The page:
Draft New National Hydrogen Strategy

GRTgaz is working on projects to create a safe and competitive hydrogen market

GRTgaz, France's largest and Europe's second largest natural gas transmission system operator, is pleased to announce its draft update to the National Hydrogen Strategy, which now recognises the role played by hydrogen infrastructure and shows a willingness to make plans to connect up industrial hubs to storage facilities (500 km of transmission pipeline). Furthermore, the strategy considers the possibility of hydrogen imports to supplement national production.

To formalise the National Strategy, GRTgaz is currently working on the first regional hydrogen pipeline hubs (MosaHYc, DHUNE, HYnframed, WHHYN, RHYn). It is also focused on connecting up these storage valleys in France to neighbouring countries with the Hy-Fen project, which links Fos (where the BarMar hydrogen pipeline arrives) to Germany.  This infrastructure will ensure security of supply and the competitivity of renewable, low-carbon hydrogen, helping to decarbonise heavy industry and the transport sector.

For GRTgaz, its target of having 500 km of pipeline is a positive first step. But this will not be enough to reach the target set by the strategy itself – additional, more ambitious targets will be required later on. Furthermore, in order for France to fully embrace its role in the drive currently underway to create a “hydrogen-based” Europe, progress will need to be made on regulation, particularly regarding the designation of a “Hydrogen Transmission Network Operator” (HTNO) before September 2024.

“For many years now, our company has been backing renewable, low-carbon energies – particularly hydrogen. Six of our flagship projects have just been labelled as Projects in the Common Interest by the European Commission. GRTgaz is keen to play a major role in planning the development of a French and European hydrogen transmission network”.

Sandrine Meunier

GRTgaz’s CEO

To support the increase in hydrogen production (6.5 GW of electrolysers in 2030, increasing to 10 GW by 2035), the future National Hydrogen Strategy emphasises the need to plan hydrogen transmission infrastructure.

This approach requires an organisational structure to be led in consultation with all stakeholders (manufacturers, producers, consumers, local authorities and state authorities) so that the hydrogen network evolves optimally from an economic perspective, both in France and across Europe more widely. GRTgaz is already involved in comparable public service missions: it operates 32,600 km of network in France for methane. And it wants to play a key role in planning the future hydrogen network.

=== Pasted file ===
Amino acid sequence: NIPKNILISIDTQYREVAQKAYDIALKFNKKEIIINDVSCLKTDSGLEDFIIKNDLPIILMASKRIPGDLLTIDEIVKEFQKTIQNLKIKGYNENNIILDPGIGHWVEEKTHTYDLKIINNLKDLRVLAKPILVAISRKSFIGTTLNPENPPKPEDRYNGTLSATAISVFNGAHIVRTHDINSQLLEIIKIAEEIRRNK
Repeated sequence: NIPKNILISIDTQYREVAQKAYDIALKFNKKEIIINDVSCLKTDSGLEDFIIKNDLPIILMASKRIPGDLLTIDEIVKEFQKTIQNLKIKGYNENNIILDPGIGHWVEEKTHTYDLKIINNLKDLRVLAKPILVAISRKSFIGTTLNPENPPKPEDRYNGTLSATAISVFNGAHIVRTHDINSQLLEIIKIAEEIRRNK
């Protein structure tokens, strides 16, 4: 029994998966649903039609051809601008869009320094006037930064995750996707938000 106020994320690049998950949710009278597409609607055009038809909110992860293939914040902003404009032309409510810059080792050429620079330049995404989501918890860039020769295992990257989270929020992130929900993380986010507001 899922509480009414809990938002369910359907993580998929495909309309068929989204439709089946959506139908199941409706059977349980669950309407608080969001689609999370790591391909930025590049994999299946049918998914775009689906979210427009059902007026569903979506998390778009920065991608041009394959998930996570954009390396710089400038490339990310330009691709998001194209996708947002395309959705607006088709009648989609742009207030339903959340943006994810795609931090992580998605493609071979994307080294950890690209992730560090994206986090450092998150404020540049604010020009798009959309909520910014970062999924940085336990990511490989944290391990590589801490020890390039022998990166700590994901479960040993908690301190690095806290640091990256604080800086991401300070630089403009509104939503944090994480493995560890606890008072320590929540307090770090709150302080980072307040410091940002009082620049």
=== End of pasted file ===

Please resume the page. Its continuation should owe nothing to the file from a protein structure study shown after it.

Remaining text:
Furthermore, its target of having a 500 km long hydrogen network in France is a positive initial step. But it will not be enough. GRTgaz's first regional hydrogen pipeline hubs (MosaHYc, DHUNE, HYnframed, WHHYN, RHYn) will already make up nearly 500 km of network by 2030. It will then be necessary to connect up these hydrogen valleys and French storage facilities, which are mainly located in the Rhône valley (more than 500 km between these storage facilities and the industrial regions of the Seine Valley and northern France). Then, via the Rhône Valley, the Hy-Fen project will need to be connected between Fos (where the BarMar hydrogen pipeline arrives) and Germany.

Regarding hydrogen imports, GRTgaz, which is involved in the European BarMar-H2Med project, has indicated the need to strike a balance between national production and diversified imports. This is so as to reconcile energy sovereignty and the French economy's competitivity in order to achieve decarbonisation targets. For GRTgaz, imports will mostly be across Europe via pipeline – this is more economical than maritime based import solutions for transmitting hydrogen within Europe or bringing it from North Africa.

Finally, GRTgaz thinks that we need to pick up the pace as far as defining a regulatory framework is concerned. Furthermore, hydrogen infrastructure requires support for more than just production purposes. And a Hydrogen Transmission Network Operator (HTNO) needs to be appointed so that France can play its role in a hydrogen-based Europe and the first hydrogen transmission infrastructure can be commissioned before 2030. 

Press contact

Chafia Baci
06 40 48 54 40

To go further